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Here’s How Facebook Gives You Up To The Police

If you’re ever involved in a serious crime, you can expect the police to subpoena your Facebook account. Here’s what Facebook sends them.

The Boston Phoenix has a fascinating story up about the unusually tech-centric hunt for Craigslist Killer. In the course of reporting, the paper’s reporters came across something they, and the general public, had never seen before: The full results of a Facebook subpoena.

This is what Facebook sends to the police when they (or rather, a judge) asks nicely enough (view the entire file here):

2. A lot of paper

Three months of Facebook data, in this case, adds up to 71 printed pages

3. All your wall posts and shares

This is obvious, since these are more or less public anyway. Also, the subpoena was executed before Facebook Timeline and News Feed came out. A file compiled today would probably be a lot longer (and harder to read).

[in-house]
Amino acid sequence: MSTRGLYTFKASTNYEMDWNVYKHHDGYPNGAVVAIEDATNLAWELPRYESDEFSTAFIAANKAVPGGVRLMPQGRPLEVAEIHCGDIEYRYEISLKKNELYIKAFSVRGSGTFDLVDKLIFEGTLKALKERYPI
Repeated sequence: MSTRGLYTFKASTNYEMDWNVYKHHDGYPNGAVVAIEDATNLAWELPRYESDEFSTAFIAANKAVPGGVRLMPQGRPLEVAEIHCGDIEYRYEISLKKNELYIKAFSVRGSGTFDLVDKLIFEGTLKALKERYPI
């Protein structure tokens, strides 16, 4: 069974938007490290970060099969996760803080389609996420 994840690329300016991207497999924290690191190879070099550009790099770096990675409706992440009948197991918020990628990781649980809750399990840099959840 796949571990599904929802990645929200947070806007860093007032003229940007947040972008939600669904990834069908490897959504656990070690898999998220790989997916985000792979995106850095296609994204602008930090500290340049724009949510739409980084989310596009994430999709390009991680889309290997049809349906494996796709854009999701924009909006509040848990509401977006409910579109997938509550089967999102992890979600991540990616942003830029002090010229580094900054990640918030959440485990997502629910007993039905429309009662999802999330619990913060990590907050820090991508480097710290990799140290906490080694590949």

4. All your friends (and enemies)

The file contains a list of the friends you still have as well as the ones you’ve deleted. Facebook, like a lot of web services, has a full memory of all your actions — the friends, the unfriends, the likes, the shares. Facebook is a million little bells that you can’t unring, at least as far as police investigations go.

5. All your photos

Public, private and even deleted.

6. Your entire Facebook browsing history

When you click on someone’s profile, it’s logged. Other Facebook users don’t know you’re looking at their profiles, but Facebook itself most assuredly does. Or rather can, if the police come asking.

This is far from the first subpoena Facebook has cooperated with, just the first we’ve been able to look at. Here’s what the site says about its policies for cooperating with law enforcement:

We work with law enforcement where appropriate and to the extent required by law to ensure the safety of the people who use Facebook. We may disclose information pursuant to subpoenas, court orders, or other requests (including criminal and civil matters) if we have a good faith belief that the response is required by law. This may include respecting requests from jurisdictions outside of the United States where we have a good faith belief that the response is required by law under the local laws in that jurisdiction, apply to users from that jurisdiction, and are consistent with generally accepted international standards.

View the entire file at the Boston Phoenix’s website.

blog.thephoenix.com

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